We’re all counting on the Cavaliers and Warriors to salvage this postseason, but considering how deep the hole is, anything less than an epic Finals probably won’t cut it.

Kyrie Irving crosses over Avery Bradley, hits 3-pointer (video)

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Avery Bradley got around one screen then, thanks to Kyrie Irving‘s excellent ball-handling, lunged at another that wasn’t coming as Irving hit a 3-pointer.

LeBron James beautifully pass-fakes, makes layup in transition (video)

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LeBron James is a treasure.

Shaquille O’Neal’s big toe is seriously jacked up (PHOTO)

shaq o'neal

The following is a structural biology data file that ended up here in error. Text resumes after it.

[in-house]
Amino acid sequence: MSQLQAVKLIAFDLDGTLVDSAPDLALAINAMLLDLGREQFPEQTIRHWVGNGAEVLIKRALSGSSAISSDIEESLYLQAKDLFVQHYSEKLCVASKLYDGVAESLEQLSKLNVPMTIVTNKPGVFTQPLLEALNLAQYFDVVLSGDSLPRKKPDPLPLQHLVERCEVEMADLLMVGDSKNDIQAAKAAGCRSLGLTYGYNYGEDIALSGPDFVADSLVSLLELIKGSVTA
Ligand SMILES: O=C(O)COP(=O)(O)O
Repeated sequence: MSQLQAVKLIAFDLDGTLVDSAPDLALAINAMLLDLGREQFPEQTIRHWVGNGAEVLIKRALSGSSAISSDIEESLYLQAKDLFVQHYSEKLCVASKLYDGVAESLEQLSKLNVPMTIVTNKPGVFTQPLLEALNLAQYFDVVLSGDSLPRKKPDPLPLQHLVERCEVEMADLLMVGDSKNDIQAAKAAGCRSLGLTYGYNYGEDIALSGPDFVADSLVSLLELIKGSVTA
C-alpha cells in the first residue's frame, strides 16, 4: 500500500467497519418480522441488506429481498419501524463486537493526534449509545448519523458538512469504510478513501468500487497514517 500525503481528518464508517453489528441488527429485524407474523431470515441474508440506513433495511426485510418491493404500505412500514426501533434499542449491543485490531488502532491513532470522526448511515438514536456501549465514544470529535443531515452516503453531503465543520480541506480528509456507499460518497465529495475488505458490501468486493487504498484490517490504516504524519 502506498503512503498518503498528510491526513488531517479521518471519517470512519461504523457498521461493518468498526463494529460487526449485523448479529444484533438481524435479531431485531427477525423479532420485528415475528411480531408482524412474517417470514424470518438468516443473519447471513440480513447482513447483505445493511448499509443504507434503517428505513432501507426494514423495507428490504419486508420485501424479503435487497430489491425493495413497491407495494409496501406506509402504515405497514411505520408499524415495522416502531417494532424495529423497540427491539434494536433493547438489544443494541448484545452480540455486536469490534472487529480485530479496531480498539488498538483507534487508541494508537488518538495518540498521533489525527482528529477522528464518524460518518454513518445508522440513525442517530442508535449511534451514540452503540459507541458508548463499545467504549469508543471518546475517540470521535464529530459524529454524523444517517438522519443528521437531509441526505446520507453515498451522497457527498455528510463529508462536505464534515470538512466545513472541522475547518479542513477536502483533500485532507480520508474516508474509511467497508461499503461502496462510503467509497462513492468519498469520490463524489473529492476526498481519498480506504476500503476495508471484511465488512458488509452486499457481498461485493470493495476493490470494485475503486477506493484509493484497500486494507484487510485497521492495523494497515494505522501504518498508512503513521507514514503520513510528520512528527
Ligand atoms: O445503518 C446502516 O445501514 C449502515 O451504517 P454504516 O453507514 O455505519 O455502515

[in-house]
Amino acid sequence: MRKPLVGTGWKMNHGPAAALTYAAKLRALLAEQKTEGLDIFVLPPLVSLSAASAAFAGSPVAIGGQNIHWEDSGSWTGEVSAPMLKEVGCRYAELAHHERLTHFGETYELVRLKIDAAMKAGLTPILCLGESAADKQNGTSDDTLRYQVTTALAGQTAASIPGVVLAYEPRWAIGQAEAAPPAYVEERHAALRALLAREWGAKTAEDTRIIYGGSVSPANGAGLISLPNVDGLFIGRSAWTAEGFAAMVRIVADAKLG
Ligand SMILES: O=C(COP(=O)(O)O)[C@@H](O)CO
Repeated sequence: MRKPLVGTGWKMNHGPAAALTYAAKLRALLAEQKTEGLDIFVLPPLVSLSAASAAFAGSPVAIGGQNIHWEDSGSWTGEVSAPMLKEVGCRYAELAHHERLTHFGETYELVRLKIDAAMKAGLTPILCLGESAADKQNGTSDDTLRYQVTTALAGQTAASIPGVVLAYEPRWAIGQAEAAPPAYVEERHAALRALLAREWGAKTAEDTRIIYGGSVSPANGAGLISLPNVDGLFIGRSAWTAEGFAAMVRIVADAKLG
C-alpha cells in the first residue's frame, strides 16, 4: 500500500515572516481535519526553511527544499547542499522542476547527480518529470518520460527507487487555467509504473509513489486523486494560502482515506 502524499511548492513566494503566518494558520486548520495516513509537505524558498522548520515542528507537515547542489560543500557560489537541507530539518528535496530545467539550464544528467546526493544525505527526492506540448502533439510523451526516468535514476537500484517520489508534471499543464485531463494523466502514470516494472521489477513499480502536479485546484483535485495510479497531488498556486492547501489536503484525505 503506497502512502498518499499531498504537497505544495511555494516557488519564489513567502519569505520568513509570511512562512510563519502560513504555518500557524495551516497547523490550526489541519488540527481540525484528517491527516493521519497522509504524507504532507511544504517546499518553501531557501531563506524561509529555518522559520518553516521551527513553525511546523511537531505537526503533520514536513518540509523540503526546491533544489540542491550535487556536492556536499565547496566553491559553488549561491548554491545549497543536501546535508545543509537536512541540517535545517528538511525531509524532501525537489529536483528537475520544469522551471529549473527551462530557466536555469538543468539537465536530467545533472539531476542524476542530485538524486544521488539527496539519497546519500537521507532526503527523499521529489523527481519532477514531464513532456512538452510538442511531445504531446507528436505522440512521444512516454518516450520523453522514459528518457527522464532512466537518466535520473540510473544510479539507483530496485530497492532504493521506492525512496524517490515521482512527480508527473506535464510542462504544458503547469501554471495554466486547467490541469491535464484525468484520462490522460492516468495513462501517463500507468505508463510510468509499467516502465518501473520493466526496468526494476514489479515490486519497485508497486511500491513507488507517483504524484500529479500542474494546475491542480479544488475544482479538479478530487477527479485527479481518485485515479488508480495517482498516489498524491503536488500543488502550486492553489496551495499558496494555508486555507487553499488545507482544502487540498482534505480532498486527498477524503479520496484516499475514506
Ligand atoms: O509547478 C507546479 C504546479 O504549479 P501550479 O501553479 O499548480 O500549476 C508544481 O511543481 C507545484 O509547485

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Remember how we we all freaked out when we saw pictures of LeBron James‘ feet back in 2013?

You probably didn’t want to be reminded that it existed, but it does. Still. And apparently jacked up feet is the consequence of a lifetime of playing professional basketball. Once can only assume it has something to do with tight shoes and constant, hard changes of direction in said tight shoes.

We got yet another vision of what basketball shoes can do to feet on Thursday when TNT analyst Shaquille O’Neal showed off his, er, little piggies.

Much to the horror of the Internet in general, it was Shaq’s right big toe that took social media by storm. Mostly because it’s not even close to pointing in the right direction.

I’m going to show you what it looks like. Be forewarned, it might just be NSFL.

Via Twitter:

Oh. Oh … why?

Social media reacted appropriately and proportionately:

Shaq did have issues with that toe during the course of his career, and at one point it was so bad that he had to have surgery to remove bone spurs from the toe in 2002.

That still doesn’t explain why it’s all over your TV and the Internet, but here we are. I am sorry.